A new report reveals a potential breakthrough in the treatment of a common eye ailment known as pterygium (Surfer's eye) that impacts the vision, eye health, and cosmetic appearance of countless sufferers.
The newly published report shows that eye drops containing the anti-anginal drug dipyridamole (Persantin, Cardoxin) led to almost total disappearance of an inflamed pterygium in a 35 year old otherwise healthy woman.
Dipyridamole is a drug in use over the past 55 years to treat other disorders, but now found to have this remarkable new use.
Pterygium is a disorder in which a non-cancerous growth develops on the white conjunctiva of the eye and over time invades the cornea. In some countries it affects up to 25% of the population. As the growth spreads, patients can develop vision problems as well as significant discomfort from complications such as dry eye, inflammation, irritation, and foreign body sensation. Additionally, because of their location in the eyes, pterygia are a cause of substantial cosmetic concern for sufferers.
Until now, eye surgery has been the only curative option, aided by medications trying to lessen the disorder's symptoms. However, even after eye surgery, pterygia often recur.
The new report's lead author, Moshe Rogosnitzky, who is Co-Founder and Director of Research at the MedInsight Research Institute, discovered that administration of dipyridamole eye drops significantly reduced a pterygium and completely resolved the associated inflammation and other symptoms.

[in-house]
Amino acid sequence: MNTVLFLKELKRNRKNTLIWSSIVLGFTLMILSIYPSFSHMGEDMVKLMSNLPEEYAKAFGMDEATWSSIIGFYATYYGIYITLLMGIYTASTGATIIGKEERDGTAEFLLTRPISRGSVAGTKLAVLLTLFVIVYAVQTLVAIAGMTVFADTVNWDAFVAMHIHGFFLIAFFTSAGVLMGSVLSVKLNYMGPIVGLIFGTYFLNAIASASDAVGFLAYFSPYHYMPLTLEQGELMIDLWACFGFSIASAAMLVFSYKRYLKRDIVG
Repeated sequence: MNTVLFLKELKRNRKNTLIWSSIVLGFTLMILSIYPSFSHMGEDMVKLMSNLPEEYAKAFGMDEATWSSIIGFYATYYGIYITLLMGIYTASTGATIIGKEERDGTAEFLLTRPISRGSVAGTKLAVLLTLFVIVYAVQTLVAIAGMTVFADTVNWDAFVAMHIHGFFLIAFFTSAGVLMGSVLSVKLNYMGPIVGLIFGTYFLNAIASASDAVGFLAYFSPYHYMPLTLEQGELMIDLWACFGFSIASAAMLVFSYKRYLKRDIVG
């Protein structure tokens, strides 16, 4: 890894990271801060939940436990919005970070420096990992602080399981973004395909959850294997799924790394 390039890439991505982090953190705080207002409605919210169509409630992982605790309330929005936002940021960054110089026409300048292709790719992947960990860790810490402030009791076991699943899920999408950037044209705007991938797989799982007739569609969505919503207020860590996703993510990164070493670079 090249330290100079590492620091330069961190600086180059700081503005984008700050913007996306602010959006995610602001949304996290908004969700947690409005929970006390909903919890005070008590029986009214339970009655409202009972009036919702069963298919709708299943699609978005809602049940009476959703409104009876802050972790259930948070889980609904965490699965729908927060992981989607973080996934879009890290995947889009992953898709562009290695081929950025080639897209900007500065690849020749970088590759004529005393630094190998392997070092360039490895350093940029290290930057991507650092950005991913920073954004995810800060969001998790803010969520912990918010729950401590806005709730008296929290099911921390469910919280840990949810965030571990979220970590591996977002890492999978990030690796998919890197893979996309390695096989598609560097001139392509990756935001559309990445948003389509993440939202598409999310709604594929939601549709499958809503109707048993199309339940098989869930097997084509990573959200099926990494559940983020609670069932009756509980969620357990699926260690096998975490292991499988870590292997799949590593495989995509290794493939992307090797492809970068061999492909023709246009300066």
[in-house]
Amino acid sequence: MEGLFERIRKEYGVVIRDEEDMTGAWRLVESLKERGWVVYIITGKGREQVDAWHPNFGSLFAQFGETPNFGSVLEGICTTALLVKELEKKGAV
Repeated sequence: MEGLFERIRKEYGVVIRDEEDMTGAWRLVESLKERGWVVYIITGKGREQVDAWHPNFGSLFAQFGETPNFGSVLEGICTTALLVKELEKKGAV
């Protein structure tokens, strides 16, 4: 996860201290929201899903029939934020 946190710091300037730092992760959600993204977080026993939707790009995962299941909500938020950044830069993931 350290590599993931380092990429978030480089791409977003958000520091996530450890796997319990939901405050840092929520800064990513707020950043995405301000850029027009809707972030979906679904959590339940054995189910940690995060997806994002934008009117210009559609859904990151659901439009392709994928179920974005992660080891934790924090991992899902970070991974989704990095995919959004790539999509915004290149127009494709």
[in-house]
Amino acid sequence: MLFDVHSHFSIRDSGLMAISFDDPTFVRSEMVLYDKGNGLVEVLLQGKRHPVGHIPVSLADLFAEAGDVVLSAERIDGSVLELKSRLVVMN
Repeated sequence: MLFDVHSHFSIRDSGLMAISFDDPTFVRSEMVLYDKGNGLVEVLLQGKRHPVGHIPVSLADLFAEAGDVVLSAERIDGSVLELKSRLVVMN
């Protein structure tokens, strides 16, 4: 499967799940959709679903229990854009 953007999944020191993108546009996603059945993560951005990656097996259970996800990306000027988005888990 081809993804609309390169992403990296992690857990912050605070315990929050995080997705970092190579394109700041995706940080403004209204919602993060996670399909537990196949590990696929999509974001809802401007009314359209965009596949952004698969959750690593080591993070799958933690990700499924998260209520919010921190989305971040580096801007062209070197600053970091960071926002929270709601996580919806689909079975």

Clinical trials are now being plannedfor pterygia, pingueculae, and other common eye disorders and their complications such as dry eye and inflammation.
One particular advantage to this discovery is that dipyridamole is a widely-approved anti-thrombosis medication that has been in use for over 55 years. Its safety profile is well-established; as such, fast-track development of dipyridamole eye drops as a repurposed drug is feasible.
Moshe Rogosnitzky commented on this finding, "Pterygium and dry eye are debilitating disorders for which new safe solutions are urgently needed, and I believe dipyridamole has the potential to provide relief to sufferers of these intractable conditions.
Rogosnitzky, who specializes in finding new uses for old drugs, continued, "This is yet another example of the advantages of drug repurposing. Whereas bringing a new drug to market can take up to 17 years or more, finding a new use for an old drug with an excellent safety profile can lead to approval and availability in as little as two years."
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The findings of this report and photos of the treated eye are published in Case Reports in Ophthalmology (2014; 5:pp. 98-103) on March 25, 2014.